IT’S 7 A.M. on day two of the convention and Stronach, looking fresh in a tailored pinstriped suit, a crisp white shirt and crocodile stilettos, is having breakfast at the hotel and examining the previous day’s coverage of herself in the newspapers. She reads aloud a reference to MacKay as her boyfriend, and rolls her eyes. “Boyfriend? I’m sure he’ll appreciate that.” Curiosity over the couple’s relationship is intense, particularly given how carefully they appear to monitor their public interactions. Of course, a fascination with Stronach’s personal life far predates MacKay.
She’s been married twice, most recently in 1999 to Johann Olav Koss, a Norwegian Olympic gold medal-winning speed skater, who signed a prenuptial agreement. They divorced in 2003 for undisclosed reasons, amid a swirl of rumours that Belinda had been seen cavorting with Clinton. (Their photograph had run in the New York Daily News, with the caption “Bubba’s blonde pal.” She denies any romance.) She is said to have had a friendship with John F. Kennedy Jr., having met with him a week before he died, reportedly to discuss investing in his political magazine, George. Earlier, she was married to Donald Walker, currently coCEO at Magna, and the father of her two children, a son, Frank, now 13, and a daughter, Nikki, 11. They divorced in 1995, and Stronach shares responsibility for the children with Walker and his new wife.
She and MacKay have made a concerted effort to keep their relationship out of the spotlight. At the convention, they maintain a distance, always keeping their conversations guarded and professional, even at social functions. (They’re spotted several times at the Intercontinental, though it’s unclear whether they’re staying together.) The couple has had requests to speak jointly at party-related events, but have so far declined. “We have our own distinct identities,” says MacKay. “For Belinda, she is new to this and I don’t want to impact negatively on what she’s trying to do in terms of making her mark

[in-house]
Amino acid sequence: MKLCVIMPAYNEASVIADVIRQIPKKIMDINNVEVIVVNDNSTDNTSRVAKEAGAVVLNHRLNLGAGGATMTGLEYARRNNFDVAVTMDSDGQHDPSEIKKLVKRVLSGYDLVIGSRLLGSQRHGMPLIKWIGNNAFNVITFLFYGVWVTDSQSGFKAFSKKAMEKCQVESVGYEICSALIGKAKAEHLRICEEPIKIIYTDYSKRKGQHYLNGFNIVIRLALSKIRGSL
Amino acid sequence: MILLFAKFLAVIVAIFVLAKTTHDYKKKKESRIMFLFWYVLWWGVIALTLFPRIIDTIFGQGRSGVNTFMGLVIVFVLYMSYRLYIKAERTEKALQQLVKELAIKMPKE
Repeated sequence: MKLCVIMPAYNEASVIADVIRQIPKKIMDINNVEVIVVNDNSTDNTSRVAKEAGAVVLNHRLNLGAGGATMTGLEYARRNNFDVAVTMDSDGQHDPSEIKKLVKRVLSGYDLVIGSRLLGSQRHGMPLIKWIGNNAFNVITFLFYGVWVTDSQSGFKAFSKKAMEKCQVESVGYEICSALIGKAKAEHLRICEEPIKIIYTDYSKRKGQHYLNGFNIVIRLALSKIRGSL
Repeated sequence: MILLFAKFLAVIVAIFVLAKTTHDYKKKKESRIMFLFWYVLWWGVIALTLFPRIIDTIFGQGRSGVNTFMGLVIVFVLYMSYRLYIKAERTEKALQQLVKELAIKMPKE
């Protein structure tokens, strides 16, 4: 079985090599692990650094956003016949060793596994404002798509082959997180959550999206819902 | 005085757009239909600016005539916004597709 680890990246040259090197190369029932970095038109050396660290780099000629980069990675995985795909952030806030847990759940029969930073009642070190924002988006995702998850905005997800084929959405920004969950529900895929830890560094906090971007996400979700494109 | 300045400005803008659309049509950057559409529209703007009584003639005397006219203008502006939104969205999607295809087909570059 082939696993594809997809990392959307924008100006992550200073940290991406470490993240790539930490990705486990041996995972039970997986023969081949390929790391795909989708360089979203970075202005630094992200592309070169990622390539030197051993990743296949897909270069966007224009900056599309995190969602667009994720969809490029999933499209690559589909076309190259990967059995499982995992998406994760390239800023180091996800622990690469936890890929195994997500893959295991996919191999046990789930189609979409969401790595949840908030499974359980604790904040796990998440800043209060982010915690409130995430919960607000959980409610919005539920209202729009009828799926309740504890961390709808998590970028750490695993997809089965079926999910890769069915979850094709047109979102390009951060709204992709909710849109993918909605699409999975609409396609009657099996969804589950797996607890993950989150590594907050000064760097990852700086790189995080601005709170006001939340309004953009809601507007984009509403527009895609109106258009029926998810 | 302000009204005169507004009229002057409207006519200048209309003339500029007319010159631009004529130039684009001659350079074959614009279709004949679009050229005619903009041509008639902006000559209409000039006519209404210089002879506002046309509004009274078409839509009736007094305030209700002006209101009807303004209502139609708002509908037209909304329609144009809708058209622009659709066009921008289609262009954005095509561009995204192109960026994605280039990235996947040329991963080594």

in national politics. We’re not trying to present ourselves as a political couple. We’re more focused on personally getting along.”
Somehow MacKay and Stronach have managed to maintain a relationship despite the fact that, since Stronach entered politics, her life has been a whirlwind, with a schedule—orchestrated via the BlackBerry she clutches at all times—that appears to be more complex and demanding than the Prime Minister’s. “I did travel a lot as CEO,” she says, “but the difference with politics is it sucks up more of the weekends. It really is 24/7.” In Ottawa, she resides at the Château Laurier, but most weekends, she commutes back to Aurora to spend time with her children and to keep on top of goings-on in her riding. “I had to work hard to win my seat and I don’t take that for granted,” she says. Free time—to spend with friends, or even catch a movie—is not something she has a lot of. She mentions that two years ago, she bought a place in Old Montreal, “while I was still CEO and had a good paycheque.” It’s an old building that’s being gutted and restored. The renovation will finally be complete this summer, she says, although she doesn’t imagine she’ll have a lot of time to spend there. Despite her repeated pledges to master spoken French, her command of that language is still dismal—something she was heavily criticized for during her leadership campaign. Although she says, with uncharacteristic playfulness, “After a glass of wine, I loosen up a little bit. I kept saying I have to get a French boyfriend, but I don’t know if Peter would really go for that one.”